Production from the agriculture and livestock sector is expected to significantly improve thanks to a new partnership that intends to have university lecturers and students perform academic activities on farms.
This outreach programme is expected to, among others, scale up research for the development of the sector and increase extension services to farmers which will impact on production.
The partnership was signed on Friday between the Ministry of Agriculture and Animal Resources (MINAGRI) and its affiliated institutions and the Ministry of Education and institutions of higher learning that teach agriculture related courses.
“Through this partnership and under PSTA4, we have an opportunity to move from being those classrooms-[based] professors to those carrying out practical, farm-based activities, and for our students as well as our lecturers to practice what they learn or teach in classrooms,” said Prof. Égide Karuranga, Vice Chancellor of University of Kibungo in Eastern Province.
Karuranga said that, currently, the engineers that universities and higher learning institutions teaching agriculture the country has had most (about 80 per cent) of their academic studies done in class, while only about 20 per cent is carried out on the field.
This situation, he said, has led to persistent poor farm yields and continued use of rudimentary techniques that farmers have used for 60 years.
“Now, there have been progress in technology in various fields like communication whereby people own smartphones; but, our farmers still use the hoe to plough land,” he said.
“Some farmers get as low yield as one tonne of maize per hectare, yet, there are countries that have reached 10 to 15 tonnes from the same piece of land,” he said.
The Minister for Agriculture and Animal Resources, Dr Gérardine Mukeshimana, said that the new partnership will fill gaps that existed in the quality of education that students were getting in class, and empower them with skills that match farmers’ needs to address prevailing problems.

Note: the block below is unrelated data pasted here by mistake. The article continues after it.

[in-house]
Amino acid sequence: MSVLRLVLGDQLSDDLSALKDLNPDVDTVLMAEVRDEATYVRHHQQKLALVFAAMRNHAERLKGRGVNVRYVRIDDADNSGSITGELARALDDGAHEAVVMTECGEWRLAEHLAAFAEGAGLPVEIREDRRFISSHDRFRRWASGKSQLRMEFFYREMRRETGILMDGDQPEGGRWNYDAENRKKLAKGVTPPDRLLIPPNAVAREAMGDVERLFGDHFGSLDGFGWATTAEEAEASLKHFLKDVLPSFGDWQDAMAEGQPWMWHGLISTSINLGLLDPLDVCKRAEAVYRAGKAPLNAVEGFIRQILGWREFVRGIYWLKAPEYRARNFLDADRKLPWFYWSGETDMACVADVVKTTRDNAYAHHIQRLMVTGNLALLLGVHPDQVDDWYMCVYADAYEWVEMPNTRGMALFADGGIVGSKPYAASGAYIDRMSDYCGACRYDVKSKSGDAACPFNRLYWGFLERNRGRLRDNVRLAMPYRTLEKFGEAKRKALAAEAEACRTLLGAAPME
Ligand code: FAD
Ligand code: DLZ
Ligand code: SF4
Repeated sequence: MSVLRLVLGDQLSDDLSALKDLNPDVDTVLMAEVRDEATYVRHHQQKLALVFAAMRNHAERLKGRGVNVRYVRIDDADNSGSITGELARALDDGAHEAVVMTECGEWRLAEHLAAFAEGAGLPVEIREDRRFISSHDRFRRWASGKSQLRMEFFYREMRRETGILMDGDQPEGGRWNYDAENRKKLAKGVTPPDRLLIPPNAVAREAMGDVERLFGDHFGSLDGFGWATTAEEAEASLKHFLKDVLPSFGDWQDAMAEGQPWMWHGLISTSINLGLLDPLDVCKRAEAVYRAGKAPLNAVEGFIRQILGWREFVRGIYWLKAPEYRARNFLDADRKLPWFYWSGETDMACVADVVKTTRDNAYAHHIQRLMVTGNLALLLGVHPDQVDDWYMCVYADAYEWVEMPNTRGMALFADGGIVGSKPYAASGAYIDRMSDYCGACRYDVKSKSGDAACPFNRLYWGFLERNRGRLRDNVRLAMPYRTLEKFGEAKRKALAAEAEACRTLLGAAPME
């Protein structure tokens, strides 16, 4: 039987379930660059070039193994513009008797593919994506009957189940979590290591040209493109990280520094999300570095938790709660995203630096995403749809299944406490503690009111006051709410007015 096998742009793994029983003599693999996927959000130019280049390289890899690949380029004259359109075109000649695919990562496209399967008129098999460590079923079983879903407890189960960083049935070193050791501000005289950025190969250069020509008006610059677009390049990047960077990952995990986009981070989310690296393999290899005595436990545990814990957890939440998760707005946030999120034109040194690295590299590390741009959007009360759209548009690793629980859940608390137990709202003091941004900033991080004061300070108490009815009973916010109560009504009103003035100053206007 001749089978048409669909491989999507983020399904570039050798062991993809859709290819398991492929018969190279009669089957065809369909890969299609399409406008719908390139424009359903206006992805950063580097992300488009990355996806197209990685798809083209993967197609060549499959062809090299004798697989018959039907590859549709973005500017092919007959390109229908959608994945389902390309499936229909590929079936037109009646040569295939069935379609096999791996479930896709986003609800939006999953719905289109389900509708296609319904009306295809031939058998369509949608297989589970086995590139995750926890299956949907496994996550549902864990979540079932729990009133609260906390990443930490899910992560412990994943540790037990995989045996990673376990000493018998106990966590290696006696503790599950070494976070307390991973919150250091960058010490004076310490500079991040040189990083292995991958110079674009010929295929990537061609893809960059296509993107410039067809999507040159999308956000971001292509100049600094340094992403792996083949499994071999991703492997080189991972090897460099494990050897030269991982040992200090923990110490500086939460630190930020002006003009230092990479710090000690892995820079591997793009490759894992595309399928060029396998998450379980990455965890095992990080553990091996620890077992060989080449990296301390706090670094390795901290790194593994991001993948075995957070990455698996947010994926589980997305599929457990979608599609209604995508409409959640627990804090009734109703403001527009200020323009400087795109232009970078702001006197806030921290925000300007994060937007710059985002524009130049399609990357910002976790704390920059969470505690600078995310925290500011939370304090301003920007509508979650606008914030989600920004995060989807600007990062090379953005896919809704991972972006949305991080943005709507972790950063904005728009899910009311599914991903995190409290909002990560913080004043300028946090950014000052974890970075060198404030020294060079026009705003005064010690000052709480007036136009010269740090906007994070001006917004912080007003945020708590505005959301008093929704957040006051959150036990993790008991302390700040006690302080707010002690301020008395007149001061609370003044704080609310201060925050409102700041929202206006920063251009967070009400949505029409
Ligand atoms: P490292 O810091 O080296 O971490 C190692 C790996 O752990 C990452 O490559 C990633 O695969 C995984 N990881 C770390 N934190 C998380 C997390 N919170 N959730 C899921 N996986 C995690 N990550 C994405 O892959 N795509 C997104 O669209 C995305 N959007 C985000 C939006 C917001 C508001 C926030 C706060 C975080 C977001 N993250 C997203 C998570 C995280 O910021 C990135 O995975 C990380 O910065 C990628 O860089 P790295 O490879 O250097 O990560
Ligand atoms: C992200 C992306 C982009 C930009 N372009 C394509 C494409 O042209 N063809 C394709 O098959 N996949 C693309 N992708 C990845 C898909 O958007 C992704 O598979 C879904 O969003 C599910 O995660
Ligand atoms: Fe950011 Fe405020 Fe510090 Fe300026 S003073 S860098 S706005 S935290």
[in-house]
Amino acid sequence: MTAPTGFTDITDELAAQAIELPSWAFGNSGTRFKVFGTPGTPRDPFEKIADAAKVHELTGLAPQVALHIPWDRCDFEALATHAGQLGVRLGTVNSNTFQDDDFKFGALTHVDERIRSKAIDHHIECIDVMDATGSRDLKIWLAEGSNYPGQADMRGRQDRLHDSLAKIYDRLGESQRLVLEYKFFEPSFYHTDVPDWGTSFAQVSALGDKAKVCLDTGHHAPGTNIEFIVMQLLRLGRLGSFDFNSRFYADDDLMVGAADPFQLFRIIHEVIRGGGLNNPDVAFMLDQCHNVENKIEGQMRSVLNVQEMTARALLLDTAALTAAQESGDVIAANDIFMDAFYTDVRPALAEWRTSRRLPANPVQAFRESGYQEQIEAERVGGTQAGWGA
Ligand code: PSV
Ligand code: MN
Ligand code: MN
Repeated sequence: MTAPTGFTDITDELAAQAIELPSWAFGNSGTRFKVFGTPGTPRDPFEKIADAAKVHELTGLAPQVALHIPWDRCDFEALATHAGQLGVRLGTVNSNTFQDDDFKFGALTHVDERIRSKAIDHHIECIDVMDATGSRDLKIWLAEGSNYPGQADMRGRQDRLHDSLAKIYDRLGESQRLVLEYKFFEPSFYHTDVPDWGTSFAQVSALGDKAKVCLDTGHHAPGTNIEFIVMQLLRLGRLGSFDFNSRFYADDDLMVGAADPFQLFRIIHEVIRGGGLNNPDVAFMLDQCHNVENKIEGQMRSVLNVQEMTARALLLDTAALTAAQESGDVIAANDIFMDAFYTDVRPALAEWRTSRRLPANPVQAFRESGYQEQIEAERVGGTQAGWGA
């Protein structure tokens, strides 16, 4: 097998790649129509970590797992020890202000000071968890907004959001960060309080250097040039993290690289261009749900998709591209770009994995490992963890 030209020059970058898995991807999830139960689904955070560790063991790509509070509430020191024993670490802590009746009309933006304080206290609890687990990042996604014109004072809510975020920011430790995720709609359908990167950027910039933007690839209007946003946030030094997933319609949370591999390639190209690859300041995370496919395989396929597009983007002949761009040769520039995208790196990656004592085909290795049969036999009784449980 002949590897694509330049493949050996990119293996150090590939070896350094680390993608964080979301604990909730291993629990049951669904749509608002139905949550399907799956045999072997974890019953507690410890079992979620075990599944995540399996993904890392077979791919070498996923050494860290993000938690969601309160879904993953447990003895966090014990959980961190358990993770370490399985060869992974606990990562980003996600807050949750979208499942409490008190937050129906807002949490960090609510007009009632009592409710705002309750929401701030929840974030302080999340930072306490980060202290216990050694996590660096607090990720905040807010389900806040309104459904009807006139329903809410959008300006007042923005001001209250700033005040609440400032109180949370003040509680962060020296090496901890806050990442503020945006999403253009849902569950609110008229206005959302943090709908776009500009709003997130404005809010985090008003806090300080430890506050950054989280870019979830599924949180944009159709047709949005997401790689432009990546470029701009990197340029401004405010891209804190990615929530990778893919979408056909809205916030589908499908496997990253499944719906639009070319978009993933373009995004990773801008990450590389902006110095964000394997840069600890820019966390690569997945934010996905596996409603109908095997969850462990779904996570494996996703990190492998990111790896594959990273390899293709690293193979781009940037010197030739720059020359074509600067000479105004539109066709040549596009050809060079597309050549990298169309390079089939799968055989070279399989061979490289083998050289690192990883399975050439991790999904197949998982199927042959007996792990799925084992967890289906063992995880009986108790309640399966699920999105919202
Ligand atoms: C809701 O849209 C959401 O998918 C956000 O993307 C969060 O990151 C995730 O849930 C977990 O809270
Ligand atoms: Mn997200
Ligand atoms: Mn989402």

The signatories agreed that the new initiative is one of the ways to ensure effective implementation of the Fourth Strategic Plan for Agriculture Transformation (PSTA4) which seeks to reduce poverty by more than a half from the current 39 per cent rate among Rwandans to about 15% by 2024.
The plan also targets to achieve 10 per cent agriculture growth from the average 6 per cent growth that was recorded over the last five years.
To achieve this, PSTA4 plans to leverage four key pillars namely; enabling environment and responsive institutions, productive and inclusive markets and value addition, increased productivity, diversity, sustainability and resilience of agricultural production, as well as research, innovation and empowerment.
Karuranga cited irrigation as one of the areas where practical work is needed so that internship can help practitioners muster it to make use of rainwater to foster crop production during drought.
Officials said that Rwanda Agriculture Board and National Agriculture Exports Development Board (NAEB) will partner with universities to conduct research which will help address the issue of poor coordination between researchers from university and those of both institutions.
Agriculture sector accounts for approximately 30% of the Rwanda’s Gross Domestic Product (GDP), and employs about 69% of the country’s labour force, according to the National Institute of Statistics of Rwanda.